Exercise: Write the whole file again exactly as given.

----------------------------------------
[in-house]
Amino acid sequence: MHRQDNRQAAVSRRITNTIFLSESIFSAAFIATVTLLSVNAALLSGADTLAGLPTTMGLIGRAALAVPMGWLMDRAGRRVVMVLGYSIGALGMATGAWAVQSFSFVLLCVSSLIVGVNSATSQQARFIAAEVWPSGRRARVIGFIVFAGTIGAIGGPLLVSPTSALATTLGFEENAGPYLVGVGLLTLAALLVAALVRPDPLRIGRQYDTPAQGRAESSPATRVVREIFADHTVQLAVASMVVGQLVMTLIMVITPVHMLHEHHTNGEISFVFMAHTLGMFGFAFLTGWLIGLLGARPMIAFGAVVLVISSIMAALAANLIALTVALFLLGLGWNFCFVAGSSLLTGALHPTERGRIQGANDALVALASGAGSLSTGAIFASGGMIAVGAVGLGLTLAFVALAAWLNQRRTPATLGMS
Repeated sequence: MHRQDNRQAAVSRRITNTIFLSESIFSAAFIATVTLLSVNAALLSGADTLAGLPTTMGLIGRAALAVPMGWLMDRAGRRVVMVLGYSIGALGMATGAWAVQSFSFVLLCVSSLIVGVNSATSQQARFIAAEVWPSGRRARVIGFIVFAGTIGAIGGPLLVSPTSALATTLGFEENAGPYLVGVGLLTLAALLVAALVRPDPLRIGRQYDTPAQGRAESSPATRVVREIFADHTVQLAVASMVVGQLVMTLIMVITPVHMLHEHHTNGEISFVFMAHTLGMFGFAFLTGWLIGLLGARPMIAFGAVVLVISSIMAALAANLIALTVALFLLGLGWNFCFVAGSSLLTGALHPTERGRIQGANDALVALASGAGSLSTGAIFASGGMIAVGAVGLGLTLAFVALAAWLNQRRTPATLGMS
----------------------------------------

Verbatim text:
[in-house]
Amino acid sequence: MHRQDNRQAAVSRRITNTIFLSESIFSAAFIATVTLLSVNAALLSGADTLAGLPTTMGLIGRAALAVPMGWLMDRAGRRVVMVLGYSIGALGMATGAWAVQSFSFVLLCVSSLIVGVNSATSQQARFIAAEVWPSGRRARVIGFIVFAGTIGAIGGPLLVSPTSALATTLGFEENAGPYLVGVGLLTLAALLVAALVRPDPLRIGRQYDTPAQGRAESSPATRVVREIFADHTVQLAVASMVVGQLVMTLIMVITPVHMLHEHHTNGEISFVFMAHTLGMFGFAFLTGWLIGLLGARPMIAFGAVVLVISSIMAALAANLIALTVALFLLGLGWNFCFVAGSSLLTGALHPTERGRIQGANDALVALASGAGSLSTGAIFASGGMIAVGAVGLGLTLAFVALAAWLNQRRTPATLGMS
Repeated sequence: MHRQDNRQAAVSRRITNTIFLSESIFSAAFIATVTLLSVNAALLSGADTLAGLPTTMGLIGRAALAVPMGWLMDRAGRRVVMVLGYSIGALGMATGAWAVQSFSFVLLCVSSLIVGVNSATSQQARFIAAEVWPSGRRARVIGFIVFAGTIGAIGGPLLVSPTSALATTLGFEENAGPYLVGVGLLTLAALLVAALVRPDPLRIGRQYDTPAQGRAESSPATRVVREIFADHTVQLAVASMVVGQLVMTLIMVITPVHMLHEHHTNGEISFVFMAHTLGMFGFAFLTGWLIGLLGARPMIAFGAVVLVISSIMAALAANLIALTVALFLLGLGWNFCFVAGSSLLTGALHPTERGRIQGANDALVALASGAGSLSTGAIFASGGMIAVGAVGLGLTLAFVALAAWLNQRRTPATLGMS